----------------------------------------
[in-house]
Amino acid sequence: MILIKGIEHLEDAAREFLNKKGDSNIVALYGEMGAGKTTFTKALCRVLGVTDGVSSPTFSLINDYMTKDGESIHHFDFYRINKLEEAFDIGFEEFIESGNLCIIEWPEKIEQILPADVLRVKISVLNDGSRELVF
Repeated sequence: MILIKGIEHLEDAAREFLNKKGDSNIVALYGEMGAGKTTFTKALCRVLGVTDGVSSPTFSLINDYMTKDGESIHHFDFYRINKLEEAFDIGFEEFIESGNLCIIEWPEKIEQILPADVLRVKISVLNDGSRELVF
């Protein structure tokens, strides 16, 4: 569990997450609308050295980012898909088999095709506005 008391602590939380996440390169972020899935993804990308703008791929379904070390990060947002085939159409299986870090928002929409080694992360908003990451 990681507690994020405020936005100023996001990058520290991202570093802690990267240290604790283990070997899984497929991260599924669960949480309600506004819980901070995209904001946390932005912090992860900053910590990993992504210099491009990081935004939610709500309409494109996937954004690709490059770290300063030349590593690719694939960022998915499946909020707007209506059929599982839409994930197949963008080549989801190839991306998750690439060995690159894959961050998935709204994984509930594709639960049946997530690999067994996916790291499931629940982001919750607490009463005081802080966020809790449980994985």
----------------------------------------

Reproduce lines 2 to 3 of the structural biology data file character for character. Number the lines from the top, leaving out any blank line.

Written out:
Amino acid sequence: MILIKGIEHLEDAAREFLNKKGDSNIVALYGEMGAGKTTFTKALCRVLGVTDGVSSPTFSLINDYMTKDGESIHHFDFYRINKLEEAFDIGFEEFIESGNLCIIEWPEKIEQILPADVLRVKISVLNDGSRELVF
Repeated sequence: MILIKGIEHLEDAAREFLNKKGDSNIVALYGEMGAGKTTFTKALCRVLGVTDGVSSPTFSLINDYMTKDGESIHHFDFYRINKLEEAFDIGFEEFIESGNLCIIEWPEKIEQILPADVLRVKISVLNDGSRELVF